The week ahead brings another packed slate of earnings, with 130 members of the S&P 500 set to report and one member of the Dow Jones Industrial Average
, which faces some of the toughest challenges of the pandemic. Other highlights include Beyond Meat Inc.
Uber Technologies Inc.
and Roku Inc.
Living the stream
proved that the pandemic has been a boon for online video, but for fellow streaming players Disney and Roku, the story is more complicated. Their reports this week will show whether a growing tilt toward streaming media as people stay at home can help outweigh some of the more negative economic impacts of the crisis.
The Disney+ service promises to be one of the rare bright spots in Disney’s Tuesday afternoon report, given challenges across the business due to park closures, film delays, sports cancellations and a weak advertising market. From a revenue perspective, Disney+ is still a small piece of the sprawling media empire, but the service launched the filmed version of “Hamilton,” one of the summer’s biggest hits, and will look to leverage that momentum even after the “Hamilton” boom is over, given a weak outlook for its more traditional media businesses.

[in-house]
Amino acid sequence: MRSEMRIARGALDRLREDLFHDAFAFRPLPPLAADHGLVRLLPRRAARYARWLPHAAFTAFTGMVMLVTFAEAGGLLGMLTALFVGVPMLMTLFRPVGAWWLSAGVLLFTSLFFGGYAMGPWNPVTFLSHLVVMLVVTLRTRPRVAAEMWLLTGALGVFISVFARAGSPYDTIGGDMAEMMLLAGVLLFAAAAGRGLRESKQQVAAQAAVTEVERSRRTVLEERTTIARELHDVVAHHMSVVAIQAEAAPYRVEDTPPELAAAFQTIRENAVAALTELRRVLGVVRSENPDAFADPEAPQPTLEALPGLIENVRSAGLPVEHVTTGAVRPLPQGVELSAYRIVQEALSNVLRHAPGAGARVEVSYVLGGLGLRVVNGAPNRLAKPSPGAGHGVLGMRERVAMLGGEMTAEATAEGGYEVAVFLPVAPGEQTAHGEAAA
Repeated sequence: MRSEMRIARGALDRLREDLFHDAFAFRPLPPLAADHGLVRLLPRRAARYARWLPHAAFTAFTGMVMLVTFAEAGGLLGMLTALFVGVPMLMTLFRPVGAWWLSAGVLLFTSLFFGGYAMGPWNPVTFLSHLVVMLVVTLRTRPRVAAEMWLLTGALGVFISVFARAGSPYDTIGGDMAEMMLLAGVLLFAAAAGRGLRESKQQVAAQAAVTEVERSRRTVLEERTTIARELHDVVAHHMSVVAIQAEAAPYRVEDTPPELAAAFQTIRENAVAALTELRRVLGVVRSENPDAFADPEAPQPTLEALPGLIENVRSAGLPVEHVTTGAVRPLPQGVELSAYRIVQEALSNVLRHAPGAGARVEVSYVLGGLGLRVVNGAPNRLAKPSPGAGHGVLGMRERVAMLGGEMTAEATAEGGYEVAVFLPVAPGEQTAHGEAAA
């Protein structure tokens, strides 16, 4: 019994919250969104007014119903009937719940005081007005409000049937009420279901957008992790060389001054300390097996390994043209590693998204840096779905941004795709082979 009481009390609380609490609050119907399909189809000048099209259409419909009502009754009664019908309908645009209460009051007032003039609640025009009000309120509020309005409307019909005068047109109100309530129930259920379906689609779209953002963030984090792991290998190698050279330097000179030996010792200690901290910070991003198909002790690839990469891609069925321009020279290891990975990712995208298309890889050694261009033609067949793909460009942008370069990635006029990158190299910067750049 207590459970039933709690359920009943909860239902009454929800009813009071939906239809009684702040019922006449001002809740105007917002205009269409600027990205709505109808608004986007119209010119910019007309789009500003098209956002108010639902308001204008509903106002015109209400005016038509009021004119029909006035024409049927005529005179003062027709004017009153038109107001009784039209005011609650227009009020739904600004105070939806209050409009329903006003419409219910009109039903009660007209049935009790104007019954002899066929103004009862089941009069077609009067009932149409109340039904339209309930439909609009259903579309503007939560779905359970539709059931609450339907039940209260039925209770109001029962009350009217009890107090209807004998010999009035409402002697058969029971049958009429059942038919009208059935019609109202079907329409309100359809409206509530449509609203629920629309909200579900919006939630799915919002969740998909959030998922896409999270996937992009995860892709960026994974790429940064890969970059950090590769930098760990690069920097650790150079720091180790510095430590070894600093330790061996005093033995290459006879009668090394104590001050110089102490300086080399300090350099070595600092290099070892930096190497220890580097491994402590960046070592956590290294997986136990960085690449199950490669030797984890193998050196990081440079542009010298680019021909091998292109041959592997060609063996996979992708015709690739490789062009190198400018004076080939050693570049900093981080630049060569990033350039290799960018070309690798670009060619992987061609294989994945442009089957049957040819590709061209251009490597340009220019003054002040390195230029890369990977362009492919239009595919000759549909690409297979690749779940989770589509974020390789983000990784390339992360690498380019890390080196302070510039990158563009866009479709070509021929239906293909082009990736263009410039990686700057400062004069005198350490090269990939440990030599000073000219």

Roku, which sells streaming devices and other technologies that allow people to watch over-the-top content on their TV sets and offers its own free streaming service, will detail some of the best and worst trends in video Wednesday afternoon. On one hand, the company benefits when people sign up for new streaming services through its platform, but it also generates revenue from advertising, which has taken a hit during the pandemic.
Wedbush analyst Michael Pachter said that investors could “expect a dip” in the near term, followed by an acceleration once the economy improves and Roku can better leverage a growing audience.